Last year, Indianapolis homeowner Carlette Duffy wanted her residence refinanced so she could use the equity to buy another property belonging to her grandparents. But when the appraisal reports came in, her property had been valued around the amount she purchased it back in 2017. And this was even after two home appraisals, FOX59 reported.
Sensing bias after the appraiser refused to review the property’s valuation, Duffy told the news outlet she made her White male friend act as the owner of her home for her next appraisal appointment. Before the appraiser came in, Duffy also said she removed evidence that could expose the residence belonged to an African American. Her plan eventually worked out and the home was valued at over $100,000 more than the initial appraisals.
In the aftermath of the incident, Duffy filed a discrimination lawsuit with support from the Fair Housing Center of Central Indiana (FHCCI). The African-American woman said her decision to transform her home and make a White person pretend to be the owner was inspired by an article about another couple who faced a similar situation. Face2Face Africa reported that story in August. Duffy said FHCCI Executive Director Amy Nelson made reference to that incident during a discussion on discriminatory appraisal practices.
“I decided to do exactly what was done in the article,” she recalled. “I took down every photo of my family from my house. … I took every piece of ethnic artwork out, so any African artwork, I took it out. I displayed my degrees, I removed certain books.”
Besides earning the favor from her White male friend, Duffy also said she did not indicate her race when she was filling the application form and also did not disclose her correspondence with the company doing the appraisal, FOX59 reported. This time around, her property was valued twice more than the previous appraisals.
“I get choked up even thinking about it now because I was so excited and so happy, and then I was so angry that I had to go through all of that just to be treated fairly,” she said.
Per the complaints, Duffy and the FHCCI are requesting the U.S. Department of Housing and Urban Development to look into the wide appraisal margins. Nelson also told the news outlet the comparable sales for Duffy’s home for the first two appraisals were questionable as her property’s value wasn’t measured against similar ones nearby but rather from Black neighborhoods that were over a mile away. Duffy’s home is also situated in a historically Black neighborhood.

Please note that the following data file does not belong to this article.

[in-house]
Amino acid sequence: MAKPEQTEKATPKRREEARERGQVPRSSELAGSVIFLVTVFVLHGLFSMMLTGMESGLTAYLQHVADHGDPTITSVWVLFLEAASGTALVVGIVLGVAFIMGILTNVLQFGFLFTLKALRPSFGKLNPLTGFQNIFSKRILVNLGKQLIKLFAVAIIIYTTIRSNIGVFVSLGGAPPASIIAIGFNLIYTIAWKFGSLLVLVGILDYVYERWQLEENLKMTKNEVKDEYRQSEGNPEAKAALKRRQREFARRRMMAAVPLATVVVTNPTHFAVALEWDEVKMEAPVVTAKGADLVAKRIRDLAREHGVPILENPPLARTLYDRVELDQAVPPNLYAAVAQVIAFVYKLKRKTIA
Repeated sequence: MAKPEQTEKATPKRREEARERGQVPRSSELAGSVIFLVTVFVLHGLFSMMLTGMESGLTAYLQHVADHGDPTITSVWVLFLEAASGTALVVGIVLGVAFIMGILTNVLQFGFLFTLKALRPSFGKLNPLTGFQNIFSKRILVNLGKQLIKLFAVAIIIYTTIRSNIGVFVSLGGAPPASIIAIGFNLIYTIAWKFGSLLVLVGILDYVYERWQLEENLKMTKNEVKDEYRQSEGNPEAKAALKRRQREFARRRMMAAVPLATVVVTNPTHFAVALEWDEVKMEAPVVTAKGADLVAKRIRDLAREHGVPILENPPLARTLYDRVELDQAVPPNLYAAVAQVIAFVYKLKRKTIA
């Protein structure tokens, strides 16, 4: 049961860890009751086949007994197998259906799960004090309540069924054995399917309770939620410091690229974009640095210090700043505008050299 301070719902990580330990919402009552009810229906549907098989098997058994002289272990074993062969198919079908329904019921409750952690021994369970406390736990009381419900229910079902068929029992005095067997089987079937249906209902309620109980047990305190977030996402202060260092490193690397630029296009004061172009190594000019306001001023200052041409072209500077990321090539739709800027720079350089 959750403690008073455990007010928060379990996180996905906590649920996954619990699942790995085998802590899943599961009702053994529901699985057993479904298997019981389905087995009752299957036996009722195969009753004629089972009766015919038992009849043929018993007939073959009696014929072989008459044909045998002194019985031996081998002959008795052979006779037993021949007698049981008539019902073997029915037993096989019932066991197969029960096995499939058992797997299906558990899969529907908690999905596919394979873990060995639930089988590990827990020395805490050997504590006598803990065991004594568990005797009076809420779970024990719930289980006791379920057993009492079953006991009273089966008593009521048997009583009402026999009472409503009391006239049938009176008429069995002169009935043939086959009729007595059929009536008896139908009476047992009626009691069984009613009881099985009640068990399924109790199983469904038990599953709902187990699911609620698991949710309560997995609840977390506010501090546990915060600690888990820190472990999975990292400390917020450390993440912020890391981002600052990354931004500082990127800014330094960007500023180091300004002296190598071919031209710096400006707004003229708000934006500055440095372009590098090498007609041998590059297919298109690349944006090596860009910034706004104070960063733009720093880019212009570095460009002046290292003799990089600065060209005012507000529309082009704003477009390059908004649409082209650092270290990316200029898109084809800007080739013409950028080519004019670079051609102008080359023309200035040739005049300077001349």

“Whether or not those comps were fairly selected is something that is the basis of the complaints that we have filed,” Nelson told the news outlet.
Duffy also explained her reason for pursuing the case, saying: “I’m doing this for my daughter and I’m doing this for my granddaughter, so that when they come against obstacles they will know that you can stand up, you can say that this is not right.”
Nelson added: “We think it’s happening a lot more than is being reported and we want to get the word out to know that we are here as a resource for individuals if they feel this may be happening to them.”
Meanwhile, Duffy successfully bought her grandparents’ home with the third appraisal.
Racial discrimination in the housing system in the United States continues to persist, with Black Americans usually struggling to secure home loans compared to their fellow Whites, The New York Times reported in 2020. The former are also subjected to redlining, where they are denied mortgages in some neighborhoods. This practice further devalues homes in Black neighborhoods. Black homeowners also reportedly claim their properties are usually appraised far less than that of their neighbors in mixed-race and predominantly White neighborhoods.
A 2018 report by researchers at Gallup and the Brookings Institution also shed some light on the devaluation of properties in Black neighborhoods compared to similar homes in White neighborhoods. According to the report: “Owner-occupied homes in black neighborhoods are undervalued by $48,000 per home on average, amounting to $156 billion in cumulative losses.”
Speaking to The New York Times, Andre Perry, one of the writers of the Brookings Institution report, said Black homeowners still continue to bear the brunt of their homes being devalued – irrespective of the neighborhood they find themselves in.
“We still see Black people as risky,” Perry said. “White appraisers carry the same attitudes and beliefs of white America — the same attitudes that compelled Derek Chauvin to kneel casually on the neck of George Floyd are shared by other professionals in other fields. How does that choking out of America look in the appraisal industry? Through very low appraisals.”
A report by Redfin also revealed only 44% of Black Americans managed to own homes in 2020 as compared to 74% of White Americans. President Joe Biden has proposed financial reforms to make it less cumbersome for Black Americans to purchase homes.